wed 12/05/2021

PVT CHAT review - the cam girl who loved me | reviews, news & interviews

PVT CHAT review - the cam girl who loved me

PVT CHAT review - the cam girl who loved me

Be careful what you wish for virtually...

Remote control: Julia Fox as dominatrix Scarlet in 'PVT CHAT'

An initially off-putting erotic comedy thriller about the relationship between a webcam dominatrix, “Scarlet” (Julia Fox), and the Internet gambler, Jack (Peter Vack), who becomes obsessed with her, Ben Hozie’s sexually graphic PVT CHAT becomes increasingly resonant as it proceeds – and surprisin

An initially off-putting erotic comedy thriller about the relationship between a webcam dominatrix, “Scarlet” (Julia Fox), and the Internet gambler, Jack (Peter Vack), who becomes obsessed with her, Ben Hozie’s sexually graphic PVT CHAT becomes increasingly resonant as it proceeds – and surprisingly endearing. 

While mistress and slave are stepping in and out of their roles, they forge a tender online connection from what Jack believes is a distance of 3,000 miles – he lives in downtown Manhattan, she works (she says) out of San Francisco, The interaction of these hustlers elicits unexpected decency – Jack decides to help his new handyman friend Will (Kevin Moccia) pay for his son’s first year in college – even as their rote porny collusion dwindles mid film.

It’s not PVT CHAT’s greasy nocturnal Manhattan or its enveloping tawdriness that make it hard to warm to; Martin Scorsese, Abel Ferrara and James Gray have, after all, richly plumbed the beauty of the city's lower depths, as noir directors like Jules Dassin and Samuel Fuller did before them. But the film is hamstrung by Hozie’s refusal to make either Jack, a gratingly effusive slacker, or Scarlet, the cynical panderer to his degradation fantasies, an identification figure.

It’s not that they’re amoral, it’s that as anti-heroes they’re uncool, though Fox (sensational in Benny and Josh Safdie’s 2019 Uncut Gems) can’t stop glimmers of her charisma penetrating the murk. Notwithstanding writer-director-cinematographer Hozie’s atmospheric wide-angle compositions (Wong Kar-wai’s Fallen Angels was an influence) and affectingly cozy two-shots, there’s a deliberate crudeness to the movie – as if it’s parodying Ferrara’s work – that masks its intelligence. (Pictured below: Peter Vack as Jack)
PVT CHATPVT CHAT begins like one of the Paul Schrader-scripted “man in a room” films, including Scorsese’s Taxi Driver and Bringing Out the Dead and Schrader’s own Light Sleeper and First Reformed. If Jack is unafflicted by the guilt that wracks Schrader's protagonists, his recognition that people seldom act selflessly indicate a yearning for salvation.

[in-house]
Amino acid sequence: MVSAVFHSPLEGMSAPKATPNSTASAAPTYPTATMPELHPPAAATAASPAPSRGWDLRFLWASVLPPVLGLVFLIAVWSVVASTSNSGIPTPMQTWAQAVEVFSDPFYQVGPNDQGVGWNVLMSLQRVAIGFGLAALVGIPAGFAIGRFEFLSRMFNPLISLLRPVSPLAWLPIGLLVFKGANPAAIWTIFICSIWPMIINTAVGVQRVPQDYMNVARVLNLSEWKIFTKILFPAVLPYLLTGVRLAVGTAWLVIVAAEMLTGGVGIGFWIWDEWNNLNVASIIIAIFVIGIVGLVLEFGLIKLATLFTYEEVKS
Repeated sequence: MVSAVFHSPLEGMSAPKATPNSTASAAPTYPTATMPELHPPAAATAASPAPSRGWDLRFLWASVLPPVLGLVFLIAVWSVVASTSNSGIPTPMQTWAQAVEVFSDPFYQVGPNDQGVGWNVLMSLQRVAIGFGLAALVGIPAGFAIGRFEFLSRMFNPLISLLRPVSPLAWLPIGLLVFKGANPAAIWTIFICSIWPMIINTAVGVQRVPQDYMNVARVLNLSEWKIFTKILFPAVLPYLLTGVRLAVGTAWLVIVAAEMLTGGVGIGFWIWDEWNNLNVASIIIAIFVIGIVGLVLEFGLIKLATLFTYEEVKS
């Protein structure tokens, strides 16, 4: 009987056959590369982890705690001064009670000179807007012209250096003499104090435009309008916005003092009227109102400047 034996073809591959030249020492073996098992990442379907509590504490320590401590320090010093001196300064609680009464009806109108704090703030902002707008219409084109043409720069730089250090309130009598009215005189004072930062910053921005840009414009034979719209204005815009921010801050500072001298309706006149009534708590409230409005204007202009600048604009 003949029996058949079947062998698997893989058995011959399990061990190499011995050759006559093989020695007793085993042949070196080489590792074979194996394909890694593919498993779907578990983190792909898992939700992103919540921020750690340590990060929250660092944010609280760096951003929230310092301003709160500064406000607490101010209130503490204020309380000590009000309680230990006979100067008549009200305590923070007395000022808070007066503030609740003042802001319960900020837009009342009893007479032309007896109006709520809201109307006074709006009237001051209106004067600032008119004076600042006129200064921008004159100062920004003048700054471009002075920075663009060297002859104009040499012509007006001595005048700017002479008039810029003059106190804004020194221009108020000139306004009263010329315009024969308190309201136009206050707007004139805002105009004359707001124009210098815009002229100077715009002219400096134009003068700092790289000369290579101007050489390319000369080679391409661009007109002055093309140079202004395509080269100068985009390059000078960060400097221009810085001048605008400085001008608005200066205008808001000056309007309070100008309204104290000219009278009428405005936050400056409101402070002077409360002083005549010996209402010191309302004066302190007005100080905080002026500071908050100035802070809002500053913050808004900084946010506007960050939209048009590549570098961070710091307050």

Financing his cam-girl addiction with his blackjack winnings, Jack is about to be evicted from his apartment by his landlord (Atticus Cain) for his late rent payments and is in hock to some low-level hoods. Jocular with Scarlet when not grovelling before her, he teases from her the information that she’s an aspiring artist, and once she starts showing him her abstract paintings they develop an intimacy.

Hozie’s off-handed storytelling is amusing, as when Jack introduces Will and his pugilistic sidekick Larry (Buddy Duress, from the Safdies' Good Time) to Scarlet during a session, and when Larry nearly wrecks a contemporary art exhibition showing the work of Jack's ex-girlfriend Emma (Nikki Belfiglio). When Emma brings Jack back to her apartment in an attempt to rekindle their romance, he unchivalrously sends her out to get wine, enabling him to hook up with Scarlet on Emma’s laptop. That’s nothing to what Scarlet later pulls on Jack. 

Unlike Jonathan Demme’s seriocomic neo-noir classic Something Wild, PVT CHAT doesn't suddenly slip its screwball leash to become frightening. Yet the two films are similar in the way they switch from the story of a man who naively thought he was in control to that of a woman who exudes sexual confidence but is under a lover's thumb. Scarlet has been cajoled by her weaselly boyfriend Duke (Keith Poulson) into pouring her earnings into the production of a misogynistic play he’s written about her life as a cam girl.

The play's not being mounted in San Francisco but in New York, where Scarlet cohabits with Duke. This should have been the film’s big reveal at the halfway mark, but only 20 minutes have passed when Jack, unseen by Scarlet, spots her on the street. His following her to Chinatown presages his stalking her to a despicably creepy degree. But Hozie is no more interested in passing judgment on his characters than he is in psychoanalysing them. 

As the leader of the New York art  punk band Bodega, Hozie excoriated the alienating effects of technology on its 2018 debut album Endless Scroll. If PVT CHAT has nothing startlingly original to add on the subject, it isn't toothless in its depiction of attractive late twentysomethings emotionally immobilised and financially endangered by digital enthraldom. They’re such children of mediated desire that their coming together, so to speak, in person is fraught. In her fleshy reality, Scarlet can't hope to excite Jack as she could when she was his fantasy persecutor. Happily, this as much a source of humour for them as it is for the viewer.

In her fleshy reality, Scarlet can't hope to excite Jack as she could when she was his fantasy persecutor

rating

Editor Rating: 
3
Average: 3 (1 vote)

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